She lost in three-setters in Dubai, Kuala Lumpur, Cincinnati and Wimbledon—in the last of them, it was 11-9 in the third. And the US Open provided more of the same.

In the third round, she lost the first set, took the second in a tiebreak and finally won in three hours, but in the next match, she faced the fast-improving Pavlyuchenkova. Again, the never-say-die Italian won the first set only to lose the next two.

This was Schiavone’s 12th US Open and her 45th consecutive Grand Slam appearance—the longest active female streak in the Open era. Yet it was not until she won her first Slam in Paris last year that she earned the WTA’s Most Improved Player award: at 30.

Schiavone has had company from her compatriots, too. The 29-year-old Flavia Pennetta won her first Grand Slam doubles title in Australia this year having won seven other doubles titles in 2010, all with Gisela Dulko. She also broke into the singles top 10, and this group of Italians leads the Fed Cup rankings by a mile.

Schiavone was one half of the French Open final again this year, though there were few who expected either her or the equally popular Li to be the last women standing in Paris.

Neither had set the preceding few months alight but both proved they were two of the best movers and toughest fighters on the tour. What’s more, their big personalities and charismatic tennis captured the pubic imagination.

Schiavone’s game combines old-fashioned tactics, varied spin, intelligent shot selection and the serve-and-volley, and she brings the kind of passion and joy to her tennis that lifts the dullest of days.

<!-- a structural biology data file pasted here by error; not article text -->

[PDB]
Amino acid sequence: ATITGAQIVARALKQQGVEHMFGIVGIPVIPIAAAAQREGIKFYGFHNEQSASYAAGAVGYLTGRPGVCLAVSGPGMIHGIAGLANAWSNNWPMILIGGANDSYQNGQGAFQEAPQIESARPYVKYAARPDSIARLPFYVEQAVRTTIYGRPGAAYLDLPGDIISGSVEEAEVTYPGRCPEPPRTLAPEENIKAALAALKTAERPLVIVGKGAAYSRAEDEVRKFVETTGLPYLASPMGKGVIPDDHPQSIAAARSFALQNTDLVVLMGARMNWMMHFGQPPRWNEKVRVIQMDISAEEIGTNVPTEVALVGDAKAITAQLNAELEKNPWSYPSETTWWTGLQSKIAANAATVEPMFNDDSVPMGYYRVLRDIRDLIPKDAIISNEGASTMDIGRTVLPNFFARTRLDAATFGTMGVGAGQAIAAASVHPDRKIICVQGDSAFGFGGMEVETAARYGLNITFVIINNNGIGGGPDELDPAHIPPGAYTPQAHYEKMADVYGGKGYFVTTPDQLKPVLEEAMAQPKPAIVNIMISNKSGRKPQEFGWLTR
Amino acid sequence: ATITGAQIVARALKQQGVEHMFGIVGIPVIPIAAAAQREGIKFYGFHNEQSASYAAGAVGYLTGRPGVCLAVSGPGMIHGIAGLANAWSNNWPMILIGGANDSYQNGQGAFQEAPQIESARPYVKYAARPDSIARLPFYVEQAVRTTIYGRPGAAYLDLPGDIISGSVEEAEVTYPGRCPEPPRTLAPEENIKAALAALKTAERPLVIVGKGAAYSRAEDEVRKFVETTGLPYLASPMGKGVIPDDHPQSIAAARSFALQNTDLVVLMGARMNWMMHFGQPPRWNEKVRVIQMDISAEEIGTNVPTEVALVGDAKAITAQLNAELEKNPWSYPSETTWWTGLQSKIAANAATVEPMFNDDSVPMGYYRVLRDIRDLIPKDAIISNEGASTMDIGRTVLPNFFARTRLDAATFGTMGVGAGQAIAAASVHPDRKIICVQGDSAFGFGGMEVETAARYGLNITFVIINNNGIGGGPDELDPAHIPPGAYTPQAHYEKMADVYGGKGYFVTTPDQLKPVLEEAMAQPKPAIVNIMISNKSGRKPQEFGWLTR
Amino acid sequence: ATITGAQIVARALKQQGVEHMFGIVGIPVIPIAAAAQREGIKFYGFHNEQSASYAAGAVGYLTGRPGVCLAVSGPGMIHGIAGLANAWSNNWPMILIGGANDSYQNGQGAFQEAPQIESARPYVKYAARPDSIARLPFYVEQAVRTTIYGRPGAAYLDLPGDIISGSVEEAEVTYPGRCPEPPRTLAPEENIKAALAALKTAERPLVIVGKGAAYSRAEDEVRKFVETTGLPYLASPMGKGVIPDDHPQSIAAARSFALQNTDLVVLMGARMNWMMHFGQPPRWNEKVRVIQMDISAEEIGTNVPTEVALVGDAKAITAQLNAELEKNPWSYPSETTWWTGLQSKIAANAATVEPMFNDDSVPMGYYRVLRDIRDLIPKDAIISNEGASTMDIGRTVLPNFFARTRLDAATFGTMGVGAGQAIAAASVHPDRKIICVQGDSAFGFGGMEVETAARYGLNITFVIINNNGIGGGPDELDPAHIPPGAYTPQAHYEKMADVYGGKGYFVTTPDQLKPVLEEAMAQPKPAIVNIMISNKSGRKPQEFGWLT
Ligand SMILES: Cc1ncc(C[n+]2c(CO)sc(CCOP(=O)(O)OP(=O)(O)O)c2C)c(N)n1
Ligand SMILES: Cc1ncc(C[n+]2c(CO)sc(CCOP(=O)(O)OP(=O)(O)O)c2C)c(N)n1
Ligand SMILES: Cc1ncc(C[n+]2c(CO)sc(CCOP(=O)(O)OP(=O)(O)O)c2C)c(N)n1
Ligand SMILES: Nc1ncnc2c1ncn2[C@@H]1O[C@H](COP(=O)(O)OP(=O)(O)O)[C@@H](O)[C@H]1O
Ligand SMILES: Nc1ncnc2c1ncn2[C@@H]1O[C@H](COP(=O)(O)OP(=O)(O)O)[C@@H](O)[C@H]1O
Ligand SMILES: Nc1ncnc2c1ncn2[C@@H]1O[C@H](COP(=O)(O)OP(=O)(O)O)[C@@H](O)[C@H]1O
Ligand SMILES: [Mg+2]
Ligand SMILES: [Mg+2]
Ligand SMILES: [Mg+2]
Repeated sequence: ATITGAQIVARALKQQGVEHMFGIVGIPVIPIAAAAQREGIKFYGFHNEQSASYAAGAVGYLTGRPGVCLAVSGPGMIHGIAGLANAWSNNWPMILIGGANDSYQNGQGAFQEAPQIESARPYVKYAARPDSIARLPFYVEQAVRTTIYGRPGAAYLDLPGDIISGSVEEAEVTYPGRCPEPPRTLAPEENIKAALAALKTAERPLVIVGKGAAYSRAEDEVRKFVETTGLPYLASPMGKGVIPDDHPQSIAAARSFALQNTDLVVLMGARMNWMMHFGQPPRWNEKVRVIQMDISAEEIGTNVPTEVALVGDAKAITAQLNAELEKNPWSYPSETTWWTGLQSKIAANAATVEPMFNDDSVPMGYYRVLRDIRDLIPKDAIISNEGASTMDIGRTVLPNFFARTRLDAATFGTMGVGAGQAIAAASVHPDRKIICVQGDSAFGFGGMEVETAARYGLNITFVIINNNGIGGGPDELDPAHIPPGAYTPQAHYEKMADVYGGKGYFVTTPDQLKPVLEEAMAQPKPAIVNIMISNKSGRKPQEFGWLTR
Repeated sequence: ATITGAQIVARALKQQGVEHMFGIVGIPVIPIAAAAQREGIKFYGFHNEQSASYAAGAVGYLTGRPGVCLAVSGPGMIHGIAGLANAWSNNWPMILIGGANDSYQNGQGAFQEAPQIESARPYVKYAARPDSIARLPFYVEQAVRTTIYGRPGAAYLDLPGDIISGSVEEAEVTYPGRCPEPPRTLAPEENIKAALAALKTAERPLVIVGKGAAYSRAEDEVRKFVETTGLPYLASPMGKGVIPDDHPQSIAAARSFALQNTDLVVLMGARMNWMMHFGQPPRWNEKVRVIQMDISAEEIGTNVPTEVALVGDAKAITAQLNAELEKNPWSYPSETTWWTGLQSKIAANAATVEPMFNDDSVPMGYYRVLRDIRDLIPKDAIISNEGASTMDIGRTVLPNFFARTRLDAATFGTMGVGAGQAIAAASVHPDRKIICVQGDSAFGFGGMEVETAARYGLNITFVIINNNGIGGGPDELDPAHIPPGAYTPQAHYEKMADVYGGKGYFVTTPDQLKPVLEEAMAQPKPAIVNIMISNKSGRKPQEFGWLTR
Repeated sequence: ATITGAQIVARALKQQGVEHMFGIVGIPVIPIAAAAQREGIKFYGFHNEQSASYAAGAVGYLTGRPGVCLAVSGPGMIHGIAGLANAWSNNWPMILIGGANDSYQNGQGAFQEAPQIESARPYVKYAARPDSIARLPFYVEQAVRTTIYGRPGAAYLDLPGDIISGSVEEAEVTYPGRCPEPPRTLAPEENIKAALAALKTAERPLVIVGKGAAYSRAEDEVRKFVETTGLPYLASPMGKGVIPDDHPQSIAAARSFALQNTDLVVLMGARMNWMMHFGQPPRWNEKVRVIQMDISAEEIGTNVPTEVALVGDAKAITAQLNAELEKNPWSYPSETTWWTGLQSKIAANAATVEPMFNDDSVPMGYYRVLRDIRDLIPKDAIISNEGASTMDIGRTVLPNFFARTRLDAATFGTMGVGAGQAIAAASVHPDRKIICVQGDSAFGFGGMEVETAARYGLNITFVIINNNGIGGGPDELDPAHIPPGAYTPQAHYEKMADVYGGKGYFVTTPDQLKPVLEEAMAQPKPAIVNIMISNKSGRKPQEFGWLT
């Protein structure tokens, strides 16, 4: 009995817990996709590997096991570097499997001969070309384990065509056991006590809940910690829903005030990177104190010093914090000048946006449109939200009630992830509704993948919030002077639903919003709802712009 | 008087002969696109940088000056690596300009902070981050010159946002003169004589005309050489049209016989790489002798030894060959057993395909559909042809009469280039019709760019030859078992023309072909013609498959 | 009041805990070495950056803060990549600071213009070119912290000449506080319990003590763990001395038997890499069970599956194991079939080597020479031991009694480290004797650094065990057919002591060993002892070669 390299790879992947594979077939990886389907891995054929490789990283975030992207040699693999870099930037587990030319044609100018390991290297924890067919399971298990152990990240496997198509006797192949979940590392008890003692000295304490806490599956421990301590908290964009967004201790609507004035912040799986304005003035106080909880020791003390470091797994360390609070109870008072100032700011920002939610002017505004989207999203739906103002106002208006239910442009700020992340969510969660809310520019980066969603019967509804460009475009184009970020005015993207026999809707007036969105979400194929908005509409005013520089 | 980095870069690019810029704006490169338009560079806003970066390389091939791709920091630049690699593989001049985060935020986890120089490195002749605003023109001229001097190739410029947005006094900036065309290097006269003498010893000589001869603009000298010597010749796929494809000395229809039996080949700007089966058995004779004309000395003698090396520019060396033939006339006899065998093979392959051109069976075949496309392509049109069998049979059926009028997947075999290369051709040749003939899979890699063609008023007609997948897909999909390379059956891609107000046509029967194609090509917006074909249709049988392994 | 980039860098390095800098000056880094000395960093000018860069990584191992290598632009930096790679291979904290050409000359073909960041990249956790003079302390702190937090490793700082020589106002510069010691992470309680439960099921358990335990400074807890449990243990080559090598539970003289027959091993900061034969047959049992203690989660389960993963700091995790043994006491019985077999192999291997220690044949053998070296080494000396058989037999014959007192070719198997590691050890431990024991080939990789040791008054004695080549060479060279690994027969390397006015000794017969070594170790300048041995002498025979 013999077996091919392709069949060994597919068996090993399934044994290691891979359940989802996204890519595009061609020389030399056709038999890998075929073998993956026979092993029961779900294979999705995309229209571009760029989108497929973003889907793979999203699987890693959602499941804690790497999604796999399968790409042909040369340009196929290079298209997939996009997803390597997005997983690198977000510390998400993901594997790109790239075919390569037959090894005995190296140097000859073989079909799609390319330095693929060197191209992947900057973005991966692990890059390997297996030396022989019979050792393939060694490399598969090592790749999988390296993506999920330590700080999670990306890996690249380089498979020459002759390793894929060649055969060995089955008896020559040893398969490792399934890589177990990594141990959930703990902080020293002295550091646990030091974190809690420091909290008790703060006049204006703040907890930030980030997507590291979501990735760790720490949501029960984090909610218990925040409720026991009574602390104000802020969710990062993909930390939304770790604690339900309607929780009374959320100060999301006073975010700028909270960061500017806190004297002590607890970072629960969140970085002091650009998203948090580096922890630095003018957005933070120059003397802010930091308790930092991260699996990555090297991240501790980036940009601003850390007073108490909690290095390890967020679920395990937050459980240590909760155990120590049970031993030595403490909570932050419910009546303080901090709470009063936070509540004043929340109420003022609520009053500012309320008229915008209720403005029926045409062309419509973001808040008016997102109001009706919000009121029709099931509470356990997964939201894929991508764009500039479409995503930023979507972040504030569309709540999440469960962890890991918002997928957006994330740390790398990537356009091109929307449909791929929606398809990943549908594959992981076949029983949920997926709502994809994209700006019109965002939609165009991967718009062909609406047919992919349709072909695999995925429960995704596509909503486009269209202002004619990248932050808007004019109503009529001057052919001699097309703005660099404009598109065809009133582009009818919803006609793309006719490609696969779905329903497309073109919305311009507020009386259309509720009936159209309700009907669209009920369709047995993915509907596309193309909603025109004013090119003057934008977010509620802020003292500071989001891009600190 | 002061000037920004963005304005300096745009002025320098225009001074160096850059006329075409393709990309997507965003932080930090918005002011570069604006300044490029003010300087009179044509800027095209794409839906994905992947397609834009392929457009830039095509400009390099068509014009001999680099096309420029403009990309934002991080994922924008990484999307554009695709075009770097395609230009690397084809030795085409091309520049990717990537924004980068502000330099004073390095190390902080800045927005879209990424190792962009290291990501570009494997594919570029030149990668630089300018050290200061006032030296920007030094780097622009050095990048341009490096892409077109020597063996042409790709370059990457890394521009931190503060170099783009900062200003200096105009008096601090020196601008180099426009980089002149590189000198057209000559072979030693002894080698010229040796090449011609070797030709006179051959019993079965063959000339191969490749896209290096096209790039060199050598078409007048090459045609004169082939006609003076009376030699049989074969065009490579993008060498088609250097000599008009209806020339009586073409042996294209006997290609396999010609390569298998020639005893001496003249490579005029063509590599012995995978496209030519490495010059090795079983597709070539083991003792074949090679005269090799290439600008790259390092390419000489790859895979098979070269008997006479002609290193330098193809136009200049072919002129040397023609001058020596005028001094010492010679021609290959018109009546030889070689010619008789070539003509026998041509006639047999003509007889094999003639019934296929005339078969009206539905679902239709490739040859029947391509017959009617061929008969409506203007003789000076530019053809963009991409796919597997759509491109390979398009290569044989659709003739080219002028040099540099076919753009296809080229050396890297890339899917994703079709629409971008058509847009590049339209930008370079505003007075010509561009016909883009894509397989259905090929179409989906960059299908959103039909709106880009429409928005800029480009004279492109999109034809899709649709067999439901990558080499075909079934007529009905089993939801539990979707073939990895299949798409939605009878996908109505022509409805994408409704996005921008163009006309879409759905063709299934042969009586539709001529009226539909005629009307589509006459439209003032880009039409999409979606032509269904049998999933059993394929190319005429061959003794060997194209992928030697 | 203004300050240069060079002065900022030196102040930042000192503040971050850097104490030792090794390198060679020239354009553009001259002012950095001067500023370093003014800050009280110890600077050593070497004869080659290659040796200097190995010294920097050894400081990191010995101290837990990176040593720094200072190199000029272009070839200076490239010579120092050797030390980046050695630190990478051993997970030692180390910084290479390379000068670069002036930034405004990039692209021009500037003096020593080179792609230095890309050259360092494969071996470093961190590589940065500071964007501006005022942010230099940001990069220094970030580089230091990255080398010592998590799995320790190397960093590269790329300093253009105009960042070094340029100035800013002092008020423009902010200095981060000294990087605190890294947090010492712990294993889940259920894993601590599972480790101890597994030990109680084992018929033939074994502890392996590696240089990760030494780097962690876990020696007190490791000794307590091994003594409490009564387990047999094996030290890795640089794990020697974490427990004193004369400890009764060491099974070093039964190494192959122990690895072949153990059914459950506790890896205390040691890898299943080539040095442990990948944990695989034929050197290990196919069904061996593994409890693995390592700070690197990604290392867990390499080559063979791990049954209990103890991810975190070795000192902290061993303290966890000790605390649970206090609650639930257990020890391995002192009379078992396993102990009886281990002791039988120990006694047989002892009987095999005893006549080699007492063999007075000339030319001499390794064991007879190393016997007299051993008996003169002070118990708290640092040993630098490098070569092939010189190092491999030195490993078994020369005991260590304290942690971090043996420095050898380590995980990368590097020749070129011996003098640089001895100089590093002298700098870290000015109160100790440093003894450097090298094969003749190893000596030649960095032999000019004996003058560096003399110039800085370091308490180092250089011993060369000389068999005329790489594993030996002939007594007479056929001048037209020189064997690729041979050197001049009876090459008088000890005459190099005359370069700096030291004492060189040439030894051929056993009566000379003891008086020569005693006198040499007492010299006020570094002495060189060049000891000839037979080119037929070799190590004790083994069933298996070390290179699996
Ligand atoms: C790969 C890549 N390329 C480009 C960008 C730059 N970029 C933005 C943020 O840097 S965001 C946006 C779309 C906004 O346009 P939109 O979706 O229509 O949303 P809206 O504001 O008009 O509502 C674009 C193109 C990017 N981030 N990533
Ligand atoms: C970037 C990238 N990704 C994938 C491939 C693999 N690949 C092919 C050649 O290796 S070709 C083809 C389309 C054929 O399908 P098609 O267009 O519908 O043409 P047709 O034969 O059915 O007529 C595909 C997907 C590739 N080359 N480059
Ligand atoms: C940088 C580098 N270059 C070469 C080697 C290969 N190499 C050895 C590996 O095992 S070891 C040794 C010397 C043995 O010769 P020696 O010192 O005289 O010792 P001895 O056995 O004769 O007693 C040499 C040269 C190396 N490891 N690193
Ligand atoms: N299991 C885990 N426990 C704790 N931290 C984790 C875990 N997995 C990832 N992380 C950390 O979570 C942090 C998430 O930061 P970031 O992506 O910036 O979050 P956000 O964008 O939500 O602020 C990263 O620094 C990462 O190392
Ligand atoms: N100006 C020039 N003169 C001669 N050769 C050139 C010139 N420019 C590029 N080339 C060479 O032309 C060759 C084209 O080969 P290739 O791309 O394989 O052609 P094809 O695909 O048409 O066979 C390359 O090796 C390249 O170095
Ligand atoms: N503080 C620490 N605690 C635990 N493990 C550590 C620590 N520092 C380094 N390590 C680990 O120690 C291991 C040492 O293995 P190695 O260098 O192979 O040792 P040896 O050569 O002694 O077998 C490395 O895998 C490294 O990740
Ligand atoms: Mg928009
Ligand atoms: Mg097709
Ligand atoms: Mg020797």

Li won over media and fans during her great run at the Australian Open. Her on-court interviews became a not-to-be-missed treat of wit, openness and free-spiritedness. She also has an attacking playing style that takes the ball early, flat and hard with clinical chess-like movement.

Between them, Li and Schiavone took out seven seeds in Paris, including several of the favourites: Sharapova, Pavlyuchenkova, Kvitova, Azarenka and Jelena Jankovic amongst them. Eventually, it was Li’s day and, in winning, she emulated her opponent. In 2010, Schiavone was the first Italian woman to win a Grand Slam: in 2011, Li became the first Asian winner.

Much has been made of the mature years of the finalists but neither was fazed. From Schiavone: “The years can help a lot…it’s like wine: if it stays in the bottle more it’s much, much better.”

Li put it more bluntly: “Some people say I’m getting old—so the old woman had the dream come true.”

However, the combined age of this final—59—had nothing on a match that thrilled the Wimbledon audience a month later.

Venus Williams has reached eight Wimbledon finals—five of them yielding in titles—and has won the US Open twice. Add in 12 Grand Slam doubles titles and she stands apart as one of the greats of the women’s game.

She came into Wimbledon, aged 31, having played just five matches in 2011, but stormed through her opening match for the loss of just four games. Her next opponent was just as remarkable.